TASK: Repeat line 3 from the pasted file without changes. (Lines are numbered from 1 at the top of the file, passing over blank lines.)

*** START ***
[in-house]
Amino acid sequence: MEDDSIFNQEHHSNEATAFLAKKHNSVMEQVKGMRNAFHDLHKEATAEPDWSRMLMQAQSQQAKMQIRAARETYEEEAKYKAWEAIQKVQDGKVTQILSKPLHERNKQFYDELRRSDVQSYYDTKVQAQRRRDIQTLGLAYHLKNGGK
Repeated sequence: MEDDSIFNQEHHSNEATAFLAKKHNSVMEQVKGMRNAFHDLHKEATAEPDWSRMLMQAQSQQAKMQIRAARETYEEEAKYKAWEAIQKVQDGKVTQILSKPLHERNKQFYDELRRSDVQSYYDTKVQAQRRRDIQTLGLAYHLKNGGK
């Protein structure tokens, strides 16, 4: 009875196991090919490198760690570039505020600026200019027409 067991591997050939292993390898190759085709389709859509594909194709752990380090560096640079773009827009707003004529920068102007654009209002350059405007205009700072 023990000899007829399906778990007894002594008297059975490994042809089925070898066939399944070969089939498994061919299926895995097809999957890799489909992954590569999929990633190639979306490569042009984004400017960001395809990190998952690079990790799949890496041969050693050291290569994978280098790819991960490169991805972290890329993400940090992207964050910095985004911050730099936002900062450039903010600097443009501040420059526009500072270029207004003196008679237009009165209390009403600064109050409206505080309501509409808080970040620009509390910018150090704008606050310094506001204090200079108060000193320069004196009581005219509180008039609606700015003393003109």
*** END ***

Repeated sequence: MEDDSIFNQEHHSNEATAFLAKKHNSVMEQVKGMRNAFHDLHKEATAEPDWSRMLMQAQSQQAKMQIRAARETYEEEAKYKAWEAIQKVQDGKVTQILSKPLHERNKQFYDELRRSDVQSYYDTKVQAQRRRDIQTLGLAYHLKNGGK